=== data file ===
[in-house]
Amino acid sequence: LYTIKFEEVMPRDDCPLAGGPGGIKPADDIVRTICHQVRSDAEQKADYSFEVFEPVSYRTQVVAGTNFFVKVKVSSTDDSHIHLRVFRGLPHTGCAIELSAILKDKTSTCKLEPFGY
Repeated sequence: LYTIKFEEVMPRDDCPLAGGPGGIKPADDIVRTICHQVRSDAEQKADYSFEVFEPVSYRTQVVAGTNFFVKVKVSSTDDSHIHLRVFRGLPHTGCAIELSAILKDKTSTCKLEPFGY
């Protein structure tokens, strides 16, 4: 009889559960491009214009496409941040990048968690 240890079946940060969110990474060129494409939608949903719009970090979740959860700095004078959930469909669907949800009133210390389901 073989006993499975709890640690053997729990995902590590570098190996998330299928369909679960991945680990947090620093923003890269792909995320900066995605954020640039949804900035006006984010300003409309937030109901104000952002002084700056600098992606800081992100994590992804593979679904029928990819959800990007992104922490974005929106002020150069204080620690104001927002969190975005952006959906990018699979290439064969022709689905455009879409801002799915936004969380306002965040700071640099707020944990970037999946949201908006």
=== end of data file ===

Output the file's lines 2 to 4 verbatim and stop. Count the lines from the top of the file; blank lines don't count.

Amino acid sequence: LYTIKFEEVMPRDDCPLAGGPGGIKPADDIVRTICHQVRSDAEQKADYSFEVFEPVSYRTQVVAGTNFFVKVKVSSTDDSHIHLRVFRGLPHTGCAIELSAILKDKTSTCKLEPFGY
Repeated sequence: LYTIKFEEVMPRDDCPLAGGPGGIKPADDIVRTICHQVRSDAEQKADYSFEVFEPVSYRTQVVAGTNFFVKVKVSSTDDSHIHLRVFRGLPHTGCAIELSAILKDKTSTCKLEPFGY
């Protein structure tokens, strides 16, 4: 009889559960491009214009496409941040990048968690 240890079946940060969110990474060129494409939608949903719009970090979740959860700095004078959930469909669907949800009133210390389901 073989006993499975709890640690053997729990995902590590570098190996998330299928369909679960991945680990947090620093923003890269792909995320900066995605954020640039949804900035006006984010300003409309937030109901104000952002002084700056600098992606800081992100994590992804593979679904029928990819959800990007992104922490974005929106002020150069204080620690104001927002969190975005952006959906990018699979290439064969022709689905455009879409801002799915936004969380306002965040700071640099707020944990970037999946949201908006």